The Alford American Family Association
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|Last Updated: 5 SEP 2021 by #0197
Back in the old Kentucky state near the historical town ol Danille, lay the farm of Naney aud Fielding Yeager. The quaint old home stood amidst the giant forest trees and blue grass pastures in the garden green thyme and lavender; in the yard blossomed marigolds and sweet williams. The pinnacle of happiness is attained when the music of children's voices is heard in the home.
An epochal event in this family was the birth of the first girl baby on an autumn day, Sept, 28,1830. She was christened Martha Ann. 'The morning life of this child was made beautiful by the parents training her in the nurture and admonition of the Lord.
In 1850, Mr. and Mrs. Yeager, with their family of three boys and two girls, came to Missouri and purchased a farm about four mi!es from Madisonville and nine miles north of Vandalia or what is now Vandalia. Martha Ann, now a comely young lady, soon captivated the affections of a handsome young man, Thos Alford, whose father's farm was near Elk Lik Springs. The young man's perseverance won the heart and hand of the fair lady and they plighted their troth at the marriage altar July 25, 1851.
Life was now before them with its songs, its blue skies and seriousness. It was their privilege to lay the corner stone of the fireside on a farm that Mr. A!ford purchased adjacent to Mr. Yeager's farm. Here the young people toiled and spun, sowed and reaped; with the years came three children, Betty, Field and Nannie to bless and honor the home.
While peace was dominant in the home life; the national life was disturbed and unsettled and at last the inevitable came to pass - the cry of war was heralded unto four corners of the nation. Little did they realize that the clear sky would be overshadowed; that so much blood would be sacrificed to the God of war or the God of selfishness and misunderstanding. At once Mr. Alford shouldered his musket and marched forth to fight for the confederate cause, the cause he so unflinchingly defended to the end.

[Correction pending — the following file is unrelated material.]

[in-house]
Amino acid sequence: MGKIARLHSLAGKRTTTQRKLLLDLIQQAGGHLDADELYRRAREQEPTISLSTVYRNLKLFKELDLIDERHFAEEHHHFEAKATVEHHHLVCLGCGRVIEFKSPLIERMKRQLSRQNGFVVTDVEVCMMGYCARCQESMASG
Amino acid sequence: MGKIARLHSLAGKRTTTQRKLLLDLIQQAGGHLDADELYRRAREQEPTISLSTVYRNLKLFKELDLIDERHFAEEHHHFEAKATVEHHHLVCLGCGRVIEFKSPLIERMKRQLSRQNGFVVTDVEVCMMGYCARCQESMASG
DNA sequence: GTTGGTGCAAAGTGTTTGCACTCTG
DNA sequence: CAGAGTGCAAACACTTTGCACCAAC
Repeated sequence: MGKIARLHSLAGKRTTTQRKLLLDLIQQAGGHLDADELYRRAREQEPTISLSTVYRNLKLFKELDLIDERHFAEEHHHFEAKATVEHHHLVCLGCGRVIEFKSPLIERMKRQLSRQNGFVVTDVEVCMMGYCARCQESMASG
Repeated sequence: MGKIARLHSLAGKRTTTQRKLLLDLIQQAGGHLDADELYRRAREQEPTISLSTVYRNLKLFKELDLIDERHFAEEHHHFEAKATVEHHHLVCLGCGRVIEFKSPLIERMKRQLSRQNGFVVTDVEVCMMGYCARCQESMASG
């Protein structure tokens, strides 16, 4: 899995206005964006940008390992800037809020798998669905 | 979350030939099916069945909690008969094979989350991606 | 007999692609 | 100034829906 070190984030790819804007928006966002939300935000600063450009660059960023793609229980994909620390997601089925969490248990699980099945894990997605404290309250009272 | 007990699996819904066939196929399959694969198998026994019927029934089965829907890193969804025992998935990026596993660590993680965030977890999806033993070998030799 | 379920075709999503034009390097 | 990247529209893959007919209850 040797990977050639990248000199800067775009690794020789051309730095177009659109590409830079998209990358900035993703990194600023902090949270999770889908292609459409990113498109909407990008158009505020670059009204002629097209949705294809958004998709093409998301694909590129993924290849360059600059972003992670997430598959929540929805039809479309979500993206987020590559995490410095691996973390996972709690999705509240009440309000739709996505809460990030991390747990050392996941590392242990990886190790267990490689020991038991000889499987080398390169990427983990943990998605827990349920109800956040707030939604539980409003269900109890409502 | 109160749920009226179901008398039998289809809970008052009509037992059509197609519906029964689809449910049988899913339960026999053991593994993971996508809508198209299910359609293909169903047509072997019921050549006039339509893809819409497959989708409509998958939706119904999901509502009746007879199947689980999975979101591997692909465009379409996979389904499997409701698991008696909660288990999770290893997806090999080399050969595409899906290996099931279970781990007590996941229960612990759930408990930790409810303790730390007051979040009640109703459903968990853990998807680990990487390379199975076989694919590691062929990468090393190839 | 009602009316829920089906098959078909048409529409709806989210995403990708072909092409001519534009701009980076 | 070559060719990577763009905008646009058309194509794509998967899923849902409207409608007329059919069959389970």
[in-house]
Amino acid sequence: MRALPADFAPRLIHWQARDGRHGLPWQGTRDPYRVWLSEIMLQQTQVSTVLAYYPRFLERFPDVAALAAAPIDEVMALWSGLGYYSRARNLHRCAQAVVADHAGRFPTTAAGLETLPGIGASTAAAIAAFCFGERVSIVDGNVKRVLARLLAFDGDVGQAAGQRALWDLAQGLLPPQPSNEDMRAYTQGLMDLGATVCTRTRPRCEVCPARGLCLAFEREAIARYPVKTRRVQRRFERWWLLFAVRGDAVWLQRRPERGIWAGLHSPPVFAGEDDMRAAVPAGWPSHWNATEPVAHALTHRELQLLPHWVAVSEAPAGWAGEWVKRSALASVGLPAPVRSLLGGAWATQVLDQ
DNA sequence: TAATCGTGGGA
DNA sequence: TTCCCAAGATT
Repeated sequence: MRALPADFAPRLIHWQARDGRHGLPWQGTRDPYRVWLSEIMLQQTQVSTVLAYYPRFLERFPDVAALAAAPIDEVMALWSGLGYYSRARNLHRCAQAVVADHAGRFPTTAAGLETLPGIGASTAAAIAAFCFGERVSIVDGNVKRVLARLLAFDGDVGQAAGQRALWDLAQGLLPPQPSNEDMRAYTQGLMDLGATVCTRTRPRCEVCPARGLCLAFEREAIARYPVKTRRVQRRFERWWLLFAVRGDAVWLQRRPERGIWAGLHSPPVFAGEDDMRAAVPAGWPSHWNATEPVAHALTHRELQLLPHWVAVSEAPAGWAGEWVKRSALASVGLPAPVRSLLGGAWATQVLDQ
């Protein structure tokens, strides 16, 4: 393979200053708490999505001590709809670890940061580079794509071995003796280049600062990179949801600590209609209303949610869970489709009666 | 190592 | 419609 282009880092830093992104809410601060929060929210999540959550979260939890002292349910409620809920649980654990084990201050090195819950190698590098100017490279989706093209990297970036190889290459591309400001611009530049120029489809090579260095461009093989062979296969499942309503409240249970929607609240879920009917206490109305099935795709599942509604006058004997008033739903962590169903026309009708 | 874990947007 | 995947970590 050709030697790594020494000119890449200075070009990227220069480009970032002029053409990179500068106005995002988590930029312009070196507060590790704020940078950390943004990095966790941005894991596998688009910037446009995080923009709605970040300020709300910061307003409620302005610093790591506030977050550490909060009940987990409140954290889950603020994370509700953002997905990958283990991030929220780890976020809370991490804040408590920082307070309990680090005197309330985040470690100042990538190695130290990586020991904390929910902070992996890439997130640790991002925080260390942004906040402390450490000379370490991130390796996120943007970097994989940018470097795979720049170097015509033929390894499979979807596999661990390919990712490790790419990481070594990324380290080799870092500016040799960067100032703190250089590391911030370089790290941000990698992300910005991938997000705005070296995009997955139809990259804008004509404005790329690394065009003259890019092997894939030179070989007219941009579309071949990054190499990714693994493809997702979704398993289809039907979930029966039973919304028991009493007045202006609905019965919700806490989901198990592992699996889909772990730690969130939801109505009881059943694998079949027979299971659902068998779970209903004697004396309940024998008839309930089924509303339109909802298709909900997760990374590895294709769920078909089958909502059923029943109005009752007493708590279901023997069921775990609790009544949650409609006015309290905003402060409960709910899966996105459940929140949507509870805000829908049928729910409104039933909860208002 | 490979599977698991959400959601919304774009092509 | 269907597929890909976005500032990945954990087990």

Mr. Yeager went in company with Mr. Alford; he was killed To see her husband and brother march into the dangers of war was not a moment to be lightly met; only those who have had their hours of anguish can realize its meaning. But Mrs. Alford sent her soldier husband away with a smile, a God speed and an outward calm gained only with a close communion with God, the protector of mankind. The wife and mother then took (up) the duties of life with a determination to do and to win. All went passing fair until the enemy upon a wintry night set fire to her home. She managed to carry a mattress out and lay it upon the ice carpeted earth, on this she placed the children and stood a silent witness to the conflagration of her home and its contents. No murmurings, no complainings were uttered. ''Life is a battle why not meet it stoically,'' she mused. The little family now took up their abode with the father and grandfather, Mr. Yeager. In a short time a message came which read: ''Capt Alford wounded somewhere in Mississippi, come at once and bring the children.'' Mrs. Alford started out upon her perilous journey. Her father took her, the children, her sister Fannie and a Mrs. Whitman from Perry in his covered wagon to Hannibal where they were to take the steamboat for the south. The difficulty for southern people to travel was overome by Mr. Jesse Armstrong, a merchant of Hannibal and a Mason friend.